Under this heading we include not only the true Annuals - that is, those plants which grow from seed, blossom and die the same season - but also some Biennials and Perennials, such as Pansies and Daisies, that flower the first season, and then live on for a year or more.

The figures at the right of the column show the price of seeds per packet.
Abronia- Trailing habit, similar to Verbenas, bearing clusters of sweet-scented flowers. Effective for bedding in masses:
-Umbellata- Rosy lilac. 5.
- -Grandiflora- Pure rose. 5.
Adonis Aestivalis- Brilllant scarlet, blossoms throughout the season, succeeds well in the shade. 5.
Ageratum- Very desirable for bouquets; a profuse bloomer:
-Mexicanum- Blue. 5.
- -Albiflorum- White. 5.
Agrostemma- Hardy, free-blooming plants, making handsome beds, and very useful for cutting:
-Coeli Rosa- Deep rose color. 5,
- - -Alba- White. 5.
Alonsoa- A constant bloomer; flowers small but very brilliant; plants removed to the house in autumn will continue to bloom through the winter:
-Albiflora- White. 5.
-Grandiflora- Scarlet; very fine. 5.
Alyssum, Sweet- The delicate fragrance of this little white flower has made it a general favorite; per oz. 50c. 5.
Amaranthus, Candatus-(Love-lies-bleeding)- Produces long drooping chains of brilliant colored flowers. 5.
-Cruentus-(Prince's Feather). 5.
-Salicifolius - (Fountain Plant) - Handsome form, beautlful foliage, very desirable for centers of beds, borders or pot culture. 10.
-Tricolor-(Joseph's Coat)- 5.
Anagallis--Low growing plants, with remarkably bright and handsome flowers; mixed varieties and colors. 10.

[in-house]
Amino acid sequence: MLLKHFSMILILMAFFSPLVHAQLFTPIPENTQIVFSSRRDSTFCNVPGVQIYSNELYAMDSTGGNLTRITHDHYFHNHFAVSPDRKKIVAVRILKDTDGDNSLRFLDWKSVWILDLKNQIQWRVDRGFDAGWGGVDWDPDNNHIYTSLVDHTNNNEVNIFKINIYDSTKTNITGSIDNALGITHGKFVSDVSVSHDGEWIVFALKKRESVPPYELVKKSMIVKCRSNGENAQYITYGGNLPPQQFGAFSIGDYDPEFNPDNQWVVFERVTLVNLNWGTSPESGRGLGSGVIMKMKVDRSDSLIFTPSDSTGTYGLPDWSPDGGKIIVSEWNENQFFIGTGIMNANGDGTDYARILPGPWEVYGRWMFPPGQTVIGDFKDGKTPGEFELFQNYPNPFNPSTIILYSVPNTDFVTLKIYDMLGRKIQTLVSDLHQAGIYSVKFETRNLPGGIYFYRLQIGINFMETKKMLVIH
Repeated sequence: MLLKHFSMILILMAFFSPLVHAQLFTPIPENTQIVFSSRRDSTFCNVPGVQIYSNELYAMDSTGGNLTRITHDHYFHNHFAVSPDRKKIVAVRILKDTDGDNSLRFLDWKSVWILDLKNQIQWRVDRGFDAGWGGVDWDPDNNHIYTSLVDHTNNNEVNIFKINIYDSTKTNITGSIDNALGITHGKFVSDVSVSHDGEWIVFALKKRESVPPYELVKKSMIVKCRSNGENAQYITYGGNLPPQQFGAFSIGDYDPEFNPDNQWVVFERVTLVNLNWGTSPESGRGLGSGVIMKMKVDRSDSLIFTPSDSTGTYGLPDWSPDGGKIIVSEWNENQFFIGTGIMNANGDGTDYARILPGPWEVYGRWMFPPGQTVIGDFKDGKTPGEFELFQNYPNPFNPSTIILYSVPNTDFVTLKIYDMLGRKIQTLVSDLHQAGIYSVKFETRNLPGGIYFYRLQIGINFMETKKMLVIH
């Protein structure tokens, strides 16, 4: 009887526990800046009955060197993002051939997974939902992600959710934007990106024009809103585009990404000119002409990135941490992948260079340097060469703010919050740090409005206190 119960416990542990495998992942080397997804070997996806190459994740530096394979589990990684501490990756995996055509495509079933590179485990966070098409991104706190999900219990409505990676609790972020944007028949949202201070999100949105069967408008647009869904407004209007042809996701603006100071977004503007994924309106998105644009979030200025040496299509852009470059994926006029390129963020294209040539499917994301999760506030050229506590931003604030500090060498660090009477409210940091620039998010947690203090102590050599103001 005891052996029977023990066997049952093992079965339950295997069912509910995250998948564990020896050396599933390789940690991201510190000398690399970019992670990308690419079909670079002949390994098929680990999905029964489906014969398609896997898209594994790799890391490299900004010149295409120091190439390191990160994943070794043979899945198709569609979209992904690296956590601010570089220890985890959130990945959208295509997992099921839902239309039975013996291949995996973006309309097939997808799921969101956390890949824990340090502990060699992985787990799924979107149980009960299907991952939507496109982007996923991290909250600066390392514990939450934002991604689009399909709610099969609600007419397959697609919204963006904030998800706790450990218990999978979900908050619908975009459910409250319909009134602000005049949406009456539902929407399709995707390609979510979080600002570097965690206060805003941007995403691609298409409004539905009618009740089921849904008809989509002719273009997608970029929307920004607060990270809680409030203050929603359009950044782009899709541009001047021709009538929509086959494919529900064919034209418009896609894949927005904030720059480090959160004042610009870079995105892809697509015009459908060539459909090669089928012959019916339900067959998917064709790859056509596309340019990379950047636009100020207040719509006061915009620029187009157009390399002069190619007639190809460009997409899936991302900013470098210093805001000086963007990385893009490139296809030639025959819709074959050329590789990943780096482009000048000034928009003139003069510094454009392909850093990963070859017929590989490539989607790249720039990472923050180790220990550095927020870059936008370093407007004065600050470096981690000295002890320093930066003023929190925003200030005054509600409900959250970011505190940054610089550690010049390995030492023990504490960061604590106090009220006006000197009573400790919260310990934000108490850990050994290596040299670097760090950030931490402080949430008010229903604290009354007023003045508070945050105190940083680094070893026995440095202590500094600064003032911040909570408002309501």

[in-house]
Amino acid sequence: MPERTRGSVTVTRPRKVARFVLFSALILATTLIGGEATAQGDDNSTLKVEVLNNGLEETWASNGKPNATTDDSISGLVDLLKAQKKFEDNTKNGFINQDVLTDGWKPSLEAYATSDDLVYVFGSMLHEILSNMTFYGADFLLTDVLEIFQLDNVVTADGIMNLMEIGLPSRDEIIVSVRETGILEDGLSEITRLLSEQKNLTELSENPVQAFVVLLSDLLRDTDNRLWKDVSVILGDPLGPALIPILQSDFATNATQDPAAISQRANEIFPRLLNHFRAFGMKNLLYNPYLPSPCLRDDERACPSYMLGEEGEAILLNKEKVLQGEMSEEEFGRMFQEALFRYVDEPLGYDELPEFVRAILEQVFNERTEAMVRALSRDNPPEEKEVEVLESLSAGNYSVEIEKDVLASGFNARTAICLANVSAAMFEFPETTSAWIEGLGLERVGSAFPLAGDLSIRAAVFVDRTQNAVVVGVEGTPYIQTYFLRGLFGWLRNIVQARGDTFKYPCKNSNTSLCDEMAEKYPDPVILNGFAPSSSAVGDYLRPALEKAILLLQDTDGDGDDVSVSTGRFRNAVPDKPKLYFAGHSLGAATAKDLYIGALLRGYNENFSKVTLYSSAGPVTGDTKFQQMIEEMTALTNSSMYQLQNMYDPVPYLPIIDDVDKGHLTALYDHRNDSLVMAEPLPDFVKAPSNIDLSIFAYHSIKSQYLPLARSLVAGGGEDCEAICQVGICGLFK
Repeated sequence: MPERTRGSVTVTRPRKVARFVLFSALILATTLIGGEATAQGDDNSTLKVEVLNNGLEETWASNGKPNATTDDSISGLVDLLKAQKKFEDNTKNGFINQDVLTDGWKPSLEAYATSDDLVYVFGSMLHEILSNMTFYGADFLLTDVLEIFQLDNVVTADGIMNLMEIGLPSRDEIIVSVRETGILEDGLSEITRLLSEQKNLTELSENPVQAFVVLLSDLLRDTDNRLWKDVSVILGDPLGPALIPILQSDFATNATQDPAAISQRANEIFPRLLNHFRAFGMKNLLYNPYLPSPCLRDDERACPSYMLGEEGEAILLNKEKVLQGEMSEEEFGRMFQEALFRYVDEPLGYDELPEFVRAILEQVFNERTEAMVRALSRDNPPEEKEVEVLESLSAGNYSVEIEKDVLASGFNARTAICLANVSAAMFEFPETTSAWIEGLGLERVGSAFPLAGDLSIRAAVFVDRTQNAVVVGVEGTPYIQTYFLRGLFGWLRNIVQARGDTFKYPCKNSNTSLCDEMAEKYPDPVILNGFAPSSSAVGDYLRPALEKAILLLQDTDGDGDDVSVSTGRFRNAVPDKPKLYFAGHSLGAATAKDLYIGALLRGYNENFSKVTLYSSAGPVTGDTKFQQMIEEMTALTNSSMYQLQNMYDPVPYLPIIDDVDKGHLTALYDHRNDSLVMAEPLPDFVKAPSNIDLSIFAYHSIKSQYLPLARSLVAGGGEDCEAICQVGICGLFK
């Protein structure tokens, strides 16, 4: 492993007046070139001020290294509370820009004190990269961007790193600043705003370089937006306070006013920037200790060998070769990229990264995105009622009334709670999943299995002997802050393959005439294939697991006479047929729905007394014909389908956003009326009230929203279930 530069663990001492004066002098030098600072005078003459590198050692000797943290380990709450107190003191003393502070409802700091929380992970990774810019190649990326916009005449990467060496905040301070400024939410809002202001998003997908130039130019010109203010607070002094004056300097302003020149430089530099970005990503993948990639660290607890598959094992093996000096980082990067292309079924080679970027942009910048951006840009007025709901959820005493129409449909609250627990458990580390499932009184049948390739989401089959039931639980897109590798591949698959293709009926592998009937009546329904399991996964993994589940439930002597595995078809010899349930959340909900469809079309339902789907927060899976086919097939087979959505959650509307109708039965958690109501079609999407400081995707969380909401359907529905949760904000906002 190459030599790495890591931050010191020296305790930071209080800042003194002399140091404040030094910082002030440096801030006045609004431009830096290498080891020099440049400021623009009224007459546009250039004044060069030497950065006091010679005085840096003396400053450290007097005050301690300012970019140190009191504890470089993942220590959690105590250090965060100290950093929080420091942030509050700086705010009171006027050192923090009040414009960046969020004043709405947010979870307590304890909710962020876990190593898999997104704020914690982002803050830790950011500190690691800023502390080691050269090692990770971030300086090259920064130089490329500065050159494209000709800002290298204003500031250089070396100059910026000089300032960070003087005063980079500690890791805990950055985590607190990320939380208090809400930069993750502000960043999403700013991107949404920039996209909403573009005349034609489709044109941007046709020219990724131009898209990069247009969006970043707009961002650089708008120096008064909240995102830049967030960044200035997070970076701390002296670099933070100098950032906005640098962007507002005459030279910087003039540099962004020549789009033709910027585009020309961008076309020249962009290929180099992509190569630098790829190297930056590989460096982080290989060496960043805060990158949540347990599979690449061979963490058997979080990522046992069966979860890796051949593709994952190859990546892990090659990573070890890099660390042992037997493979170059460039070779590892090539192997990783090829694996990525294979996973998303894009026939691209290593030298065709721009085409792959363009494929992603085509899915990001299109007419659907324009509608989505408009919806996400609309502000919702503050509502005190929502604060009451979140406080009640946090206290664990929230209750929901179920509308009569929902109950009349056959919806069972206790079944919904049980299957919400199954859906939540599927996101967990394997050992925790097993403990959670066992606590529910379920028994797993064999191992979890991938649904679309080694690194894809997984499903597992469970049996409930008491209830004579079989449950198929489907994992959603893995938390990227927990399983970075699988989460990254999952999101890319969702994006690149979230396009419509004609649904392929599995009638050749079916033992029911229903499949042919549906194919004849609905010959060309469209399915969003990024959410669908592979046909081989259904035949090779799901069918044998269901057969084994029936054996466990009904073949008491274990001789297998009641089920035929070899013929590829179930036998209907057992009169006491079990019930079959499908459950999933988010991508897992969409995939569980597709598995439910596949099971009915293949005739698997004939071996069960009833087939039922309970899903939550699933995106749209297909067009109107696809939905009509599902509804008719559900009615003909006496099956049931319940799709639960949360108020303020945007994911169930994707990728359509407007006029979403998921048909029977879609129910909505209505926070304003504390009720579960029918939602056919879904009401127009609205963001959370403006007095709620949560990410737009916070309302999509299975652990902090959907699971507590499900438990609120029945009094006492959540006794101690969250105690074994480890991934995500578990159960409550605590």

Antirrhinum-(Snap Dragon)- An old favorite perennial, blooming the first year from seed and keeping up a constant and beautiful show of flowers till frost:
-Nanum- Dwarf varieties, mixed. 5.
-Majus- Tall varieties, mixed. 5.
-Tom Thumb- A collection of the most beautiful, very dwarf varieties, mixed colors. 10.
Argemone - (Prickly Poppy) - Free-blooming; flowers somewhat resemble the Poppy:
-Dark Yellow. 5.
-Grandiflora- White. 5.
Asperula Azurea Setosa- A hardy, dwarf-growing little annual, producing an abundance of small, light blue, sweet-scented flowers; fine for bouquets. 5.
Asters- Give the Aster a deep, rich soil, with plenty of mulching, and it will surprise even its friends with its profusion of richly-colored perfect flowers. Plant early as possible:
-Dwarf German- Mixed colors. 10.
-- -Pyramidal Bouquet- Very fine, mixed colors. 10.
-Quilled German- Finest mixed. 5.
-Large-Flowered Rose- Flowers vary large, perfect and brilliant, best mixed colors. 15.
-Victoria- This is a magnificent sort; very brilliant colors; mixed. 20.
-Truffant's Paeony-Flowered Perfection- Mixed colors. 10.
-Hedge-hog, or Needle--Mixed colors. 15.
-Washington- Extra large and handsome flowers, very double, fine for exhibition and table bouquets. 10.
-Mixed Varieties and Colors. 5.